"I have been able to conduct research in a lab and be a teaching assistant for two courses. I believe that the BME major helped a lot when I was applying to Ph.D. programs, in that I could discuss current research with professors at a high level due to the number of papers I have read for my classes." Read more about Alexander Sorets, B.S. '19
James Altucher '89: 'How to make a trillion dollars'
In 1987, James Altucher '89 -- today a successful entrepreneur, columnist and author -- started his first business, CollegeCard, with two other Cornell students. Back then, debit cards were nonexistent, and it would be nearly unthinkable for a student to have a credit card, he said. So, Altucher and his partners installed point-of-sale machines "into every restaurant in town."
Parents could send money to a local bank account, and for $21 per semester, students could use this early debit card and receive a discount at participating restaurants. About 700 students signed up, but once his partners left, Altucher went out of business. The experience, he said, was "really an abysmal failure."
Altucher, who majored in computer science at Cornell, presented "How to Make a Trillion Dollars" Nov. 4 in Sage Hall. He is managing director of Formula Capital, an alternative asset management firm, and author of four books on investing. Altucher also writes for The Wall Street Journal and AOL Finance, has founded numerous Web firms and regularly appears on CNBC, Fox News, Fox Business and CNN Radio.
After leaving his first job as a junior programmer at HBO, Altucher said he started a business called Reset that designed websites for companies from American Express to gangsta rap music labels. He sold Reset in 1999 for a profit, and raised $30 million to start a wireless Internet company.
When the company started to bust in 2000, Altucher said that the board of directors "brutally kicked me out." He described the lesson learned: Businesses that are "profitable from day one, those work. If you have to raise $30 million, there's a good chance it's not going to work." In all his experiences, Altucher noted that although "sometimes it's important to be persistent in the face of failure," one needs to give up unsuccessful or unrealistic projects.
Not only had Altucher been kicked out of his company, but he also lost money in the stock market. During the Internet bubble, he said he had been living "like a drunken rock star, it was insane." To support his lifestyle and pay the rent for his 5,000-square-foot penthouse in Tribeca, he wrote a program to model the stock market and began day trading successfully.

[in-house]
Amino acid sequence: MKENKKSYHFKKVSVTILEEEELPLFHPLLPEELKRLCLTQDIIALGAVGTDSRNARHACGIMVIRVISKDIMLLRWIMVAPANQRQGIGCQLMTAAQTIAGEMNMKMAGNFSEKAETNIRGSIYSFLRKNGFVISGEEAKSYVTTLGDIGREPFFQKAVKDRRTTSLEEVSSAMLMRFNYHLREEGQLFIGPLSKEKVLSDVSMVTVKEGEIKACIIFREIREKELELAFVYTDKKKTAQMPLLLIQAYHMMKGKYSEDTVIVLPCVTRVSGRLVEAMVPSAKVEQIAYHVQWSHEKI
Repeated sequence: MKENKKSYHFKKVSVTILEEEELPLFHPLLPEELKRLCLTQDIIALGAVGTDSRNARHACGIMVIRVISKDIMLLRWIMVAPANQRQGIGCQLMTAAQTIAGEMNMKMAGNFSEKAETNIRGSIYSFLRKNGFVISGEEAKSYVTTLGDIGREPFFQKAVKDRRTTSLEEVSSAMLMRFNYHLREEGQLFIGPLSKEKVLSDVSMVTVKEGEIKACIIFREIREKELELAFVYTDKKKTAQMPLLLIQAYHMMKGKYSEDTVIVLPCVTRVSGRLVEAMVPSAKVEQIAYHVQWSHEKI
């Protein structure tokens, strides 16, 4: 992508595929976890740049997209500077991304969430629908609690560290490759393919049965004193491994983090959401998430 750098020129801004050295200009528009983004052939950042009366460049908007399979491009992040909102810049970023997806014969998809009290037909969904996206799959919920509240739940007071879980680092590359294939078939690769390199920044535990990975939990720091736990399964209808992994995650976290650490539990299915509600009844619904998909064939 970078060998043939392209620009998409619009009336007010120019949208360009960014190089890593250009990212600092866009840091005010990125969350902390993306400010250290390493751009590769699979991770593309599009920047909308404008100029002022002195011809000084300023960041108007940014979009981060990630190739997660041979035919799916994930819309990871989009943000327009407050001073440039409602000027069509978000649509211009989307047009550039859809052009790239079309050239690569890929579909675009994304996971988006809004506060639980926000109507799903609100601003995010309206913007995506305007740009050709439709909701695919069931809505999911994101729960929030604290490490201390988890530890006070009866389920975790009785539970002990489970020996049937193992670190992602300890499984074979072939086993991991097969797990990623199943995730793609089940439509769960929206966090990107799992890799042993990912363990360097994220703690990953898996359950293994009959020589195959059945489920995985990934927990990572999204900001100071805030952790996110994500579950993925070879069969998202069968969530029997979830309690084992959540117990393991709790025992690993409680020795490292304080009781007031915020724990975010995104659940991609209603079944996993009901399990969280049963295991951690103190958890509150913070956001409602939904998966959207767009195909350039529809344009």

"Every day I would take a notebook," Altucher said, and "write down ideas for new businesses." He sent these ideas free to hedge funds and big financial companies in the hope of getting involved in the stock market. No one bit, but Altucher "built up a small business trading for hedge fund managers."
Altucher eventually created Stockpickr.com, a social networking financial website. He called the site "basically like MySpace meets finance," where users could upload portfolios and interact in an online community. In 2007, he gave 50 percent of the company to the financial news and services website TheStreet.com, and in return TheStreet would fill ad space on the site.
Stockpickr.com soon had 1 million unique users a month. Altucher said, "The big lesson I learned form Stockpickr was: Don't be a pig." Other entrepreneurs couldn't believe he gave 50 percent of his company to TheStreet, and one of his employees even quit. But, Altucher said, "if I only gave TheStreet.com 2 percent of the company, they wouldn't care at all." He added that "if you want people to do something for you, you have to do something for them."
The talk was organized by the Entrepreneurship@Cornell program.
Joseph Mansky '12 is a writer intern for the Cornell Chronicle.
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